We moved to St. Louis Park, Minnesota in July of 2015. I do give some of the credit to God because I don’t know that we are that lucky to have not only found a home, but to own a home in St. Louis Park. To give you an idea of just how “lucky” we were, we saw our home the first day it came on the market, we were one of 6 offers that day, and we weren’t even the top offer. I wrote a sort-of love letter and things really just fell into place.
St. Louis Park is a first-ring suburb of Minneapolis with a range of charming and petite homes, torn-down remodels, low-income apartments, and gentrified high-rises. It is a community with (in my view) a wonderful blend of contemporary and traditional values.
Our city also has a large Jewish community, mostly because they were the only city besides North Minneapolis to allow home ownership to Jewish people in the 1950s. I feel like this decision has opened the city up to really celebrating religious diversity in a lot of ways, although it’s not perfect.
National Night Out was this month and we’ve never been in town for it until this year. We learned about it on Sunday, quickly put together little invitations that Zadie decorated with an odd choice of stickers to deliver to the 33 homes on our block on Monday, and welcomed 15 neighbors to our yard Tuesday night.
As an adult, I really try to honor the commandments of “Love the Lord your God” and “Love your neighbor as yourself.” My small group through church gave us the idea to think about how to be caring people in our actual neighbors’ lives by envisioning a Tic Tac Toe board, where your house is the middle box. (Obviously, you modify if you’re in an apartment or a cul-de-sac, or some other living arrangement.) For us, it works out perfectly. Our soft, Level 1 goal is to know the names of the neighbors who live in the three houses behind us in the alley, the two next door to us, and the three in front of us. Right now, we can at least name the people in 7 of the homes. Level 2 includes being able to know 1-2 things about their lives. We can do this for 5 of the homes. I don’t know if there is really a Level 3, but to me, it’s actually maintaining a genuine relationship with them- continuing to learn more, helping out when needed, and doing life together when we can.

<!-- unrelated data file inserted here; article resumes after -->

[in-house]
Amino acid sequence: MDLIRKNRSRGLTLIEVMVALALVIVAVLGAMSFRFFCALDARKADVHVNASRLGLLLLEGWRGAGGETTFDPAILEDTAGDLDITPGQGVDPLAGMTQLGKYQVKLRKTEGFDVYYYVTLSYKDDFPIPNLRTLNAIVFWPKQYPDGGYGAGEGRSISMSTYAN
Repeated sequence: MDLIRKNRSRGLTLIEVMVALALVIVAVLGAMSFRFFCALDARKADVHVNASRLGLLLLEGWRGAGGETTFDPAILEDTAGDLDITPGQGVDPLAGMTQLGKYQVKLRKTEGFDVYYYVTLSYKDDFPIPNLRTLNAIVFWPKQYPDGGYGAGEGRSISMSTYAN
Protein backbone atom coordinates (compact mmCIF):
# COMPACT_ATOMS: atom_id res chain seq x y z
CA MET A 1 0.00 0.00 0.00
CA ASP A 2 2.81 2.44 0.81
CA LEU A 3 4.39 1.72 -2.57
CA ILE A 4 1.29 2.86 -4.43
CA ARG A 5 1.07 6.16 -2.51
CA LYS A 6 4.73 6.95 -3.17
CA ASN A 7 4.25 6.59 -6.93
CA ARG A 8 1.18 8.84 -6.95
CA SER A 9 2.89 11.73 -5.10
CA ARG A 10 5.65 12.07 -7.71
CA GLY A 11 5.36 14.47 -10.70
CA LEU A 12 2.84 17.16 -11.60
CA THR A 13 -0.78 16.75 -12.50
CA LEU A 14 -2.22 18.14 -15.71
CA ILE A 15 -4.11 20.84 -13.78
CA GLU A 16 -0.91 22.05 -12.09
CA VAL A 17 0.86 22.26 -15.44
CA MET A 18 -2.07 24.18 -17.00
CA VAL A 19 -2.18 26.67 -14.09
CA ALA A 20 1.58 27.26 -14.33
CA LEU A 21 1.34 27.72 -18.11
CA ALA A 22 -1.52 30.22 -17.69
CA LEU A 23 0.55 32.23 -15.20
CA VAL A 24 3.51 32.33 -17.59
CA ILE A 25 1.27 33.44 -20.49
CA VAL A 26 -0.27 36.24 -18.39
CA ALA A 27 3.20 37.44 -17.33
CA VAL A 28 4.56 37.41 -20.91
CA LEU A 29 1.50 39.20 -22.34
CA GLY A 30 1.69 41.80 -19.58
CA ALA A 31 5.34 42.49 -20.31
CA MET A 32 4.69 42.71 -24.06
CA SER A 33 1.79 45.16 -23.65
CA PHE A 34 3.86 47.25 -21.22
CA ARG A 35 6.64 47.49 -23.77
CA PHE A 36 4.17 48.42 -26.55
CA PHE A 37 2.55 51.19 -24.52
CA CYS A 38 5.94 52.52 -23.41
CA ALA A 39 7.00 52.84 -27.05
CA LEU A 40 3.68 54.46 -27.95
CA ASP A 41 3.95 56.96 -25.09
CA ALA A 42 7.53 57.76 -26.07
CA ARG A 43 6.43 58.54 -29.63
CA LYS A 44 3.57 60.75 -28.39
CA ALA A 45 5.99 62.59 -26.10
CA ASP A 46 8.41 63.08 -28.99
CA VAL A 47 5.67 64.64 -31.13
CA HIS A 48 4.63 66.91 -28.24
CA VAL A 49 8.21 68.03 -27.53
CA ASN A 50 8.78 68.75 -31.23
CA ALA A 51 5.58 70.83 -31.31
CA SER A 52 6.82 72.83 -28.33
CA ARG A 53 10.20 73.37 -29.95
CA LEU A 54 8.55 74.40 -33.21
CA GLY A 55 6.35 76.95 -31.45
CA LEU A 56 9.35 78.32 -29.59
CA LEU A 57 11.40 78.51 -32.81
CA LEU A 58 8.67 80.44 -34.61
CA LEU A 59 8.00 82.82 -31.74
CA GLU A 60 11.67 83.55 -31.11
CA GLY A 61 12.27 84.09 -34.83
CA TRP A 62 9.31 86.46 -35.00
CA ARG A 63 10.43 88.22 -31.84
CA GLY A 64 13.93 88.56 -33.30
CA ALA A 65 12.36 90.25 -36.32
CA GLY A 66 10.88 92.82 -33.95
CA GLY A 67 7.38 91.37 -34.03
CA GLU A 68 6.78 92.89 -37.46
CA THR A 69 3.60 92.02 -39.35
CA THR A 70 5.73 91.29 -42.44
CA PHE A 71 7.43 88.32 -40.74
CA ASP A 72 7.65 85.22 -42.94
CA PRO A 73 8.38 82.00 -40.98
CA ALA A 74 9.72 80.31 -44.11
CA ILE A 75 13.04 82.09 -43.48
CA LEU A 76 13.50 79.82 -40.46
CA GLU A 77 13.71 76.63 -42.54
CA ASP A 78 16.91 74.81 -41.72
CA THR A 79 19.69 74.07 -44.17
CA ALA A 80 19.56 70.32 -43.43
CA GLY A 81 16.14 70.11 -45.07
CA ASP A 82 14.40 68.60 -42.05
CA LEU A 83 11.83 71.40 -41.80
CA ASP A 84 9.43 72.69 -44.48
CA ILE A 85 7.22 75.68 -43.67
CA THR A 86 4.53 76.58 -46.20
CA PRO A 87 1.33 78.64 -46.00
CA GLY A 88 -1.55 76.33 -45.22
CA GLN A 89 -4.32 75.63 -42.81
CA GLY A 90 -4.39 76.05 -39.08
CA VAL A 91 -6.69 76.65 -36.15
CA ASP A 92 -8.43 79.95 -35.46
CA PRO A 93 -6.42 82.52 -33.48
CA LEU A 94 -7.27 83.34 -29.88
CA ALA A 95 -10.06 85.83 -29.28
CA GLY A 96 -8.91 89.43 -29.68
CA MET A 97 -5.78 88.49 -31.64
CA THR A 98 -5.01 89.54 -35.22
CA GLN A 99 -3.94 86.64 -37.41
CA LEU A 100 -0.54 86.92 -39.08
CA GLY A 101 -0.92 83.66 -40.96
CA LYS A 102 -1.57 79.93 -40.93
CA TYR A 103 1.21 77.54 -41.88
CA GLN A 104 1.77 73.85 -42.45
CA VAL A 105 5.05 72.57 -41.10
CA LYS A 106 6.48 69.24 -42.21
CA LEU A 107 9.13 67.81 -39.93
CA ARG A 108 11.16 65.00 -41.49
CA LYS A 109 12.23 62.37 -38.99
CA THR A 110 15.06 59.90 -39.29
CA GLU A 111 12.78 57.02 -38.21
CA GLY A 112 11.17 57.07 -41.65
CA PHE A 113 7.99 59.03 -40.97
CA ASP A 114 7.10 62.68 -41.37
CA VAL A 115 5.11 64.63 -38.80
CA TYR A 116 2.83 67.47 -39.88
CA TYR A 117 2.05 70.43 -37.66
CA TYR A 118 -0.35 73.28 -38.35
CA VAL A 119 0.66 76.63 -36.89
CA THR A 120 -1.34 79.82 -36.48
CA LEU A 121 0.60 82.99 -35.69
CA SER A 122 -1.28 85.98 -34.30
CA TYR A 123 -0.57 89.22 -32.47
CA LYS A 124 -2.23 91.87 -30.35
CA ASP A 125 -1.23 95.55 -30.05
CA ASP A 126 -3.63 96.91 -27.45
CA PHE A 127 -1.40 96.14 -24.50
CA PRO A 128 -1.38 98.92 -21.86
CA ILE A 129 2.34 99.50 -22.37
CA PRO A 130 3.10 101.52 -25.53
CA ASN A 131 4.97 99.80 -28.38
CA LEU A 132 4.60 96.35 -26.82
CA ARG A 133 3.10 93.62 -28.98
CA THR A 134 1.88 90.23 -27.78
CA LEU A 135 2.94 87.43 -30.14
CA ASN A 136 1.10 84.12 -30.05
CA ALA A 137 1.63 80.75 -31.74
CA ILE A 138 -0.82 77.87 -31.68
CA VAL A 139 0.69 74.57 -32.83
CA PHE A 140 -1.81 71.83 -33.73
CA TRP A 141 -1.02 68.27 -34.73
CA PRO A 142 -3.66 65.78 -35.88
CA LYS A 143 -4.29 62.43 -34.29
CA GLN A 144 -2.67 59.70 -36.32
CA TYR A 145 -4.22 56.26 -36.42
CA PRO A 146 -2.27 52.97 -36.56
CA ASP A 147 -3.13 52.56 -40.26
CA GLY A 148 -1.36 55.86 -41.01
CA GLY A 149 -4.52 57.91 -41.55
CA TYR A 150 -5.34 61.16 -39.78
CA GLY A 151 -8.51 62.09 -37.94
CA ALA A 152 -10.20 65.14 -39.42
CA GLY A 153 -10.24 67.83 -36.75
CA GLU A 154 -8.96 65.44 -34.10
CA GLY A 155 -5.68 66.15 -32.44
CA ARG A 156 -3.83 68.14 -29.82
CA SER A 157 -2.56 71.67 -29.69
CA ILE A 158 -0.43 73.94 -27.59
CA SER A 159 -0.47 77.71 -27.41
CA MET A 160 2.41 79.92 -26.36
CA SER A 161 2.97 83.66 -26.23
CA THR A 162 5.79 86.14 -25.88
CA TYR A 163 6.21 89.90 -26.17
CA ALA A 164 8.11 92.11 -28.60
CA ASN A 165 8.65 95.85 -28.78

Another way I can give God some credit is for providing us with some amazing people to have as neighbors. My next door neighbor has become one of my best friends- we work for the same school district, try to think critically together, share a love for Caribou, and try to walk together when we can. Our neighbors across the street are renters, and the mom brought us corn from the farmer’s market this summer. Her 21 year old son’s friend, who lives with them, surprised us with sunflowers one day. They also had us over for dinner at the end of the school year. Two different neighbors across the street have watched Zadie last minute when childcare fell through, and I’m excited to return the favor. All of these brief interactions fill my heart with warmth as opposed to the ever-awkward “should I wave? are they looking? do I say hi?” nerves for the neighbors I don’t know at all.
As I have said before, I can get swirled up in the overwhelming task of trying to leave the world a better place. There are so many people in need. There is so much on the to-do list. I’m only one person.
I have found that intentionally pouring into the few families I see all the time is a really meaningful way to improve my community and honestly myself. Knowing who I live near is a great gift to me and my family. I really believe life is better when you know your neighbors.
Who are your neighbors? How can you improve the quality of those relationships before summer ends and we all hibernate for the winter?
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